As a long-time admirer of Donella Meadows’s work, and knowing that she died much too young in 2001, I was surprised and enormously gladdened to learn that another book of her work had been published. Shortly before her death, Meadows had all but completed Thinking in Systems: A Primer (Chelsea Green Publishing, 2008), which has now been edited by Diana Wright and released by the Sustainability Institute.
Meadows is probably most widely familiar as the lead writer of the Club of Rome’s prescient The Limits to Growth (Universe Books, 1972), together with updated versions of the book published in 1992 and 2004. The book continues to stir controversy almost 40 years after the authors’ original research, because it offers up the most profound of inconvenient truths: Population overshoot is almost certainly going to wreak tremendous havoc on humanity, and its effects will almost certainly occur during the lifetime of people now living.
Donella Meadows’s engaging “Global Citizen” articles are as relevant today as when she first wrote them. Use them to explore different applications of systems thinking in global systems and in daily life: http://www.sustainer.org/dhm_archive/
The latest edition of Limits suggests that there is some small reason for hope grounded in our global response to ozone depletion. Recent international agreements show that we are able to move politically and cooperatively to address a common crisis. That hope is somewhat diminished by the fact that we don’t yet know if our concerted response will prove sufficient, but we at least have earned an “A” for effort.
That problem—our response to global climate change and the ramifications of planet-threatening emissions—is illustrative of the core story Meadows offers in her latest book. Systems have inputs and outputs that we can learn to measure and interpret, but all systems are interactive and therefore enormously complicated at the biggest scale. We can gain a great deal through study of systems theory, especially the fact that we ignore the macro at our peril.
Pushing the Lever
Whereas Limits addresses our global predicament with possible responses and outcomes based on computer modeling, Thinking in Systems is focused on methodology and will become recognized as Meadow’s masterwork. The book has been accurately likened to Silent Spring for its breadth and clear explication of profound truths about the world. Meadows explains systems in easy-to-understand steps that shed the math and jargon of more technical texts but without dumbing down the material. The reader exits the book with a much deeper understanding of how systems operate, from the simplest to the most complex. Ever the wise teacher, Meadows shows how to look at malfunctioning systems, whether in your home, business, town, or planet, and find the pressure points where it is possible to make a difference. She explains how and why we smart human beings so often recognize exactly the place where we should push a lever—and almost always push it the wrong way.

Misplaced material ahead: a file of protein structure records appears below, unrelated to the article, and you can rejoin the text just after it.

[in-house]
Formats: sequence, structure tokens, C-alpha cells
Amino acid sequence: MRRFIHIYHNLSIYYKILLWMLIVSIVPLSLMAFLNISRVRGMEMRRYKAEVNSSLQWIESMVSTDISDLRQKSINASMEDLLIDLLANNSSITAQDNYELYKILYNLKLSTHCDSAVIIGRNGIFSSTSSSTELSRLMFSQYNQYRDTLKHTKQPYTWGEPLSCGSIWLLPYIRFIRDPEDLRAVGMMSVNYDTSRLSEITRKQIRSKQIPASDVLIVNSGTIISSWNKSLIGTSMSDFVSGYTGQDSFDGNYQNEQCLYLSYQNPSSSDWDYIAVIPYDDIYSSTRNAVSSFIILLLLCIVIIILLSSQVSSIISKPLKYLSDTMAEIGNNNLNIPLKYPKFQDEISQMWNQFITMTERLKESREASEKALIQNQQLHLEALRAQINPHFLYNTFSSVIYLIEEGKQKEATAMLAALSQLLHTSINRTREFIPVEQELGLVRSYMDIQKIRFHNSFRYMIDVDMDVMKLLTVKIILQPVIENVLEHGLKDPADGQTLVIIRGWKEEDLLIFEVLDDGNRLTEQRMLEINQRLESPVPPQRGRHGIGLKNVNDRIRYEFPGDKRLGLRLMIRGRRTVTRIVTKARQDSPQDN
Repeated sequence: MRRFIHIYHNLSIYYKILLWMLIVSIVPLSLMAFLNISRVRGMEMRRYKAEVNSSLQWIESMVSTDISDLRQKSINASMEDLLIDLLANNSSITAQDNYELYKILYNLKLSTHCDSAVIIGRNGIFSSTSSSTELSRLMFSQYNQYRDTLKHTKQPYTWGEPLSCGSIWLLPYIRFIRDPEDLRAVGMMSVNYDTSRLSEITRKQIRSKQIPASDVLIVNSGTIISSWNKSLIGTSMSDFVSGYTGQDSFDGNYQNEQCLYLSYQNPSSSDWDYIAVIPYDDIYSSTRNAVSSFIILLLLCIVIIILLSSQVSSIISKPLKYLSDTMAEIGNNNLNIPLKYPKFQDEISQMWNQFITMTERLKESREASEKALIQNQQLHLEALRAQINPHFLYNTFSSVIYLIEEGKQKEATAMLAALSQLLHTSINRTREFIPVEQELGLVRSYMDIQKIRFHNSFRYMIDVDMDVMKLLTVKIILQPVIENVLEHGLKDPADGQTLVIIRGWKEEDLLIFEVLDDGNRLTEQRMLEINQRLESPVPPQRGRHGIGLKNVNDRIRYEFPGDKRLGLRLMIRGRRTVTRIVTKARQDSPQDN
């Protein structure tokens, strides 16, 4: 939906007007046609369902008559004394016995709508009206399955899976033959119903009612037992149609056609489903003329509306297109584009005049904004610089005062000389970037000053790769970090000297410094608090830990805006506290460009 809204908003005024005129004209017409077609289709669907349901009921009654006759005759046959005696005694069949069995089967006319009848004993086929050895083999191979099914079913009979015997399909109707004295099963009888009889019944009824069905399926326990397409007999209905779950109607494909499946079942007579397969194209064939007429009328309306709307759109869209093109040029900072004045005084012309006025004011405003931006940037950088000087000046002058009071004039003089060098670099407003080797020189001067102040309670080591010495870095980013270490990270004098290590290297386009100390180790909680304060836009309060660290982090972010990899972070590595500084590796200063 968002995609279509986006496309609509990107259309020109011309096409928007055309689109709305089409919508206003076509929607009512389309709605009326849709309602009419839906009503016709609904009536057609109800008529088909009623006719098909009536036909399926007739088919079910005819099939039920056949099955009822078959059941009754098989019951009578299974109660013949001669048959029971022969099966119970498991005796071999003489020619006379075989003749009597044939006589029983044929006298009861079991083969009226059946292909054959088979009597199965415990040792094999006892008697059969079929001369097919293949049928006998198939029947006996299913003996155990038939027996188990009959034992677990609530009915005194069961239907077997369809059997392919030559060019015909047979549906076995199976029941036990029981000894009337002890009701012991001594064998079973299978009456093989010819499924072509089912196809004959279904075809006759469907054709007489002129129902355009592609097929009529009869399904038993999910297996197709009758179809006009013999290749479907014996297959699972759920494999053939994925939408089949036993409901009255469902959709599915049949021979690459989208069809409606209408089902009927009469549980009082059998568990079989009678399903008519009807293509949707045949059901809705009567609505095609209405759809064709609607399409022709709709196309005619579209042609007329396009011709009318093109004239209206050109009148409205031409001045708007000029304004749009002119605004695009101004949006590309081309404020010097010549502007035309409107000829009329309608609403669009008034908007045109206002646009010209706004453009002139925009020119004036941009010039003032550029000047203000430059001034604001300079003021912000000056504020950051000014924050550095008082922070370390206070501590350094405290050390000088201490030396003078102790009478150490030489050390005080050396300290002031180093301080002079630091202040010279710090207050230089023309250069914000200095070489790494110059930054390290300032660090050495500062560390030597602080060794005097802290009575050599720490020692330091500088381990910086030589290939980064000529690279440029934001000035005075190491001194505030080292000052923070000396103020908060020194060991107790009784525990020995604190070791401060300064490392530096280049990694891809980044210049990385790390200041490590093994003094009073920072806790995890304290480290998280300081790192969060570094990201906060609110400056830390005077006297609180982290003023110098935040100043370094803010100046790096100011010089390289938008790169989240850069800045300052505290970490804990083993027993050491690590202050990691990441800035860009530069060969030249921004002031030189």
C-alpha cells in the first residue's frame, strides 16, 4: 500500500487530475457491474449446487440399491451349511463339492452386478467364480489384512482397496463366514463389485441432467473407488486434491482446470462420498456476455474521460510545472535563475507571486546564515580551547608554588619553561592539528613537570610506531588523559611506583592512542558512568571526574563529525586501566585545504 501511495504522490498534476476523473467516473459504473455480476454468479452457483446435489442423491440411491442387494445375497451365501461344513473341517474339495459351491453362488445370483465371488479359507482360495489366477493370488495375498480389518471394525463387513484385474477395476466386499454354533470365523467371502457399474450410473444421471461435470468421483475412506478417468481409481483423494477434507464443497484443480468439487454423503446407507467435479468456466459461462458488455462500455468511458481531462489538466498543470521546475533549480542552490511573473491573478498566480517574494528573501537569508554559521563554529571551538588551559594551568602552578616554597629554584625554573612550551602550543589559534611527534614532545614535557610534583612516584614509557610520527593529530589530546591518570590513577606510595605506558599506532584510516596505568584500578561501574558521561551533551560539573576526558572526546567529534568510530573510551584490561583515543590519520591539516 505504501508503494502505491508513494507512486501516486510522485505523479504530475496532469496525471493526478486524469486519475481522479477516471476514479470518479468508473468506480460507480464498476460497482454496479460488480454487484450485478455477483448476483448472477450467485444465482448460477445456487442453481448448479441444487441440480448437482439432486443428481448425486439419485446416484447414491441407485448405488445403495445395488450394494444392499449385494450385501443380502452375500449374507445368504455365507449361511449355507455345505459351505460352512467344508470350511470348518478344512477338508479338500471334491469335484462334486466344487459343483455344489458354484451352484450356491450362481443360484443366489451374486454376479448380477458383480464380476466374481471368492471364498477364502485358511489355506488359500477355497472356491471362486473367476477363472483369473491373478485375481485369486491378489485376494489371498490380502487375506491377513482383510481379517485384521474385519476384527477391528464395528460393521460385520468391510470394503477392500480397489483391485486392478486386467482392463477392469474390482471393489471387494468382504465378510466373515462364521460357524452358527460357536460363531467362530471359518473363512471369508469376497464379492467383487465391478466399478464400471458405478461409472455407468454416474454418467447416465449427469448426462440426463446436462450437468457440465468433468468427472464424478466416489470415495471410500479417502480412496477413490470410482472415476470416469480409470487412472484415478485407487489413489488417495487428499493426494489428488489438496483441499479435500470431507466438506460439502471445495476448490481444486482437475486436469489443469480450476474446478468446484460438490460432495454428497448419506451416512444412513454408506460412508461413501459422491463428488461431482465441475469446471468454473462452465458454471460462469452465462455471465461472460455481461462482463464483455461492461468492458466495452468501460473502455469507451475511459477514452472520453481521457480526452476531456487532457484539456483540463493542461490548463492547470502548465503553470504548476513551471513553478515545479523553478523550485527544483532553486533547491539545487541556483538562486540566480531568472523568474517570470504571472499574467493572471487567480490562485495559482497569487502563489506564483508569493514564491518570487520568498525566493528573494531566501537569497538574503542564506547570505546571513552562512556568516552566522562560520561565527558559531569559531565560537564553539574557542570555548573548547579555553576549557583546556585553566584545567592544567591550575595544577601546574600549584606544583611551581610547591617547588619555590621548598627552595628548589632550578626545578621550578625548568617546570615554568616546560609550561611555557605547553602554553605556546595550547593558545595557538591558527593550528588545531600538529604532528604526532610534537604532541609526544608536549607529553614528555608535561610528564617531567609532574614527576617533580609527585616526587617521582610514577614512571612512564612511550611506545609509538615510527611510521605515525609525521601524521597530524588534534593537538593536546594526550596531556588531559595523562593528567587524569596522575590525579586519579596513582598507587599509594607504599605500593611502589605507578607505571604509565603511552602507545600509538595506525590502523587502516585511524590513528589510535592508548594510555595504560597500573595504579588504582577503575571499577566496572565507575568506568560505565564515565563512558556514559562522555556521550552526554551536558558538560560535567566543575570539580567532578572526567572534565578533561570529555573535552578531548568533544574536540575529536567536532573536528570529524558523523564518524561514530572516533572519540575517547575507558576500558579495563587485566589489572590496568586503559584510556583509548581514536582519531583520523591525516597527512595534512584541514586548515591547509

Meadows’s knack, illustrated over her entire career in her teaching, farming, research, lectures, newspaper columns, and books, is to explain complicated ideas with everyday examples. One thread in the current title involves a car dealer who attempts to keep a steady supply of vehicles on her lot. At the simplest level, the system consists of noticing sales and ordering replacements: Cars on the lot comprise the stock, deliveries from the manufacturer are the input, and sales are the output.
Keeping stock steady might appear to be a simple goal, but as we move through the lessons, the author tosses in complications that move the model closer and closer to the real world. Sales are not predictable, and guessing at future output depends on evaluation of past performance, the general economy, and much else. Delivery time may vary, perhaps in reaction to output: If sales of a particular model are up nationally, the factory might be struggling to fill orders. Step up again, and we notice that the assembly plant depends on parts from manufacturers with their own demand and delivery issues. The supply of parts may be mediated by resource depletion and energy input, while auto sales may fluctuate because of gas prices determined in part by wars in the Mideast and hurricanes in the Gulf of Mexico.
Meadows’s genius lay in turning such complexities into meaningful vernacular, and the book is deep without being impenetrable. It’s full of wonderful “Aha!” moments. Meadows is gone, but she left us with the tools to fix our lives and our world. It’s time to get to work.
Cecil Bothwell is a journalist. His most recent book is Pure Bunkum: Reporting on the life and crimes of Buncombe County Sheriff Bobby Lee Medford (Brave Ulysses Books, 2008).